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The Toyota RAV4 Is Here But Won’t Be Ruffling Any Feathers Of The Segment’s Mainstays

Priced in a different time zone to its peers, Toyota’s mid-sized SUV will be an acquired taste for those wanting to make a statement


  • By: Dinesh
  • Thursday, 18 June 2020
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The Toyota RAV4 Is Here But Won’t Be Ruffling Any Feathers Of The Segment’s Mainstays

Although among the best-selling brands in the country, Toyota hasn’t had a flagbearer in the lucrative mid-sized SUV segment for years. Even more surprising would be the fact that Toyota pioneered the lifestyle SUV with the RAV4 in the 90s.

Well, that lack of a SUV in Malaysia is about to change for Toyota and simultaneously change nothing as well. Why? We’ll get to that in a bit.

Toyota has sold over 10 million units of the RAV4 globally since the first generation and the current fifth-generation regularly clocks in just short of half a million units in the USA; making it the best-seller in its class there. The current RAV4 is also the 2019-2020 Japan Car of the Year. Big accolades all these.

Toyota however hasn’t brought it into Malaysia, essentially leaving Honda’s CR-V to fully flex on the segment and leave some crumbs for the Mazda CX-5 and Nissan X-Trail. Proton made a huge impact with the X70, going up against the established players but with pricing for a segment below.

Toyota however hasn’t really invested in the unibody SUV segment here, although they brought in the C-HR in 2018. Nonetheless, that was a CBU and couldn’t be priced competitively against the likes of the Honda HR-V and Mazda CX-3.

Well the same’s about to happen with the RAV4 now. Toyota is officially launching it in Malaysia but being a CBU model from Japan, it’s priced way above its competitors, putting it out of contention. Hence not really making an impact in the segment.

The RAV4 is a brilliant car though and if locally-assembled, would give the CR-V proper nightmares. Underpinning the RAV4 is the Toyota New Global Architecture (TNGA) that also holds up the Camry, C-HR and Corolla sold here. That platform always leads to vehicles that handle incredibly well and the RAV4 benefits the most from it, putting it on par with the CX-5’s dynamic handling.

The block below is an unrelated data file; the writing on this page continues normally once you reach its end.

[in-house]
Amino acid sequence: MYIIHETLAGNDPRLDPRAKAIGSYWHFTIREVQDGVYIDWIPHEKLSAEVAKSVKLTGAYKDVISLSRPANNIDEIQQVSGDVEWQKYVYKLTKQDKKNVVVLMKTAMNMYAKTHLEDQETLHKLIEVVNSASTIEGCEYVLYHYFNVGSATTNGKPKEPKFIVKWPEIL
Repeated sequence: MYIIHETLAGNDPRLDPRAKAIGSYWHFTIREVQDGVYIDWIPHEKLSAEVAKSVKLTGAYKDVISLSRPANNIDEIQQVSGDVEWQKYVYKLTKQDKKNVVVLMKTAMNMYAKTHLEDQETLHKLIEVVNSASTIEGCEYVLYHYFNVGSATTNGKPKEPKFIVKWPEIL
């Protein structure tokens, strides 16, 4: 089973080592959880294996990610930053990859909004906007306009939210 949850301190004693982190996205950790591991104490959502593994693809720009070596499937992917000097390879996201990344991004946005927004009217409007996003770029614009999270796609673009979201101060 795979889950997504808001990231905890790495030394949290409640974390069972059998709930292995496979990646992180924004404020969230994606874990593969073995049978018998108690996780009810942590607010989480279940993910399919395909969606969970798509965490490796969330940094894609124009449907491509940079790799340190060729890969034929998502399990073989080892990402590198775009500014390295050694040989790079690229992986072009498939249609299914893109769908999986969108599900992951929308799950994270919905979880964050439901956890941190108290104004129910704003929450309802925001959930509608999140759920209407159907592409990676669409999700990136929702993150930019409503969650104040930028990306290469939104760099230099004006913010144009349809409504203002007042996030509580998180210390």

From the exterior, the RAV4 appears larger than its peers. Your eyes don’t deceive you, it is but only marginally on the pointy ends. The real gamechanger is the wheelbase that allows for some humongous rear legroom. It appears larger than its peers’ courtesy of the squarish, boxy design that resembles a polished Toyota 4Runner. It feels good to be able to call a mid-sized SUV in Malaysia muscular and imposing.

Although there are two variants available, there’s only a single different between the two; the Dynamic Force powertrains. Everything else is identical.

At the bottom is a 2.0-litre engine with 171hp and 207Nm of torque. It’s mated to a CVT. If you need more power, there’s a 2.5-litre engine that brings 204hp and 243Nm of torque to the table. This one gets an eight-speed automatic. No turbos, direct-injection and both only drive the front wheels. If you’re wondering, the larger engine and transmission is the same found in the Lexus ES250 here but not in the Camry.

Inside the impressive cabin, Toyota emphasised the polygonal theme that litters the roomy interior. There’s a resemblance to a snowflake, a term ideal to describe the people that insist on buying the RAV4 just to be different from the crowd and not for its virtues.

Plenty of acreage is layered with soft-touch materials and real, actual stitching. That alone can make an argument for the price. Completing the interior are smart entry, push-start, dual-zone climate control with rear vents, ventilated front seats, eight-way power adjustable driver’s seat with memory, brake hold and a handsfree powered tailgate.

The boot space is a thing of genius as the floor board can be lowered by a couple of centimetres accommodate taller cargo. Apart from that, the board is reversible with a non-carpeted side if you need to carry dirty cargo. However, the real party piece is the built-in storage for the tonneau cover. Lastly, there’s a wireless Qi charger as well as front and rear dashcams.

The instrument cluster is an Optitron version with the speedo being a digital panel flanked by analogue tacho and fuel level gauges. Entertainment, if not from the drive, is handled by the touchscreen head-unit that’s Android Auto and Apple CarPlay capable. The screen also serves as the display for the 3D panoramic view.

Completing the impressive equipment list is Toyota Safety Sense that comprises Lane Departure Alert + Steering Assist + Lane Tracing Assist, active cruise control and pre-collision system. A blind-spot monitor and seven airbags round up safety features.

Now for the pricing. The RAV4 2.0-litre goes for RM203,880 and the RAV4 2.5-litre will set you back RM223,880; all on the road with a five-year unlimited mileage warranty. With the current sales tax exemption for vehicles, the pricing has been revised to RM196,436 and RM215,664 respectively.

So there you have it, Toyota has finally made a change by bringing in a mid-sized SUV although it’ll hardly make a change to the segment.


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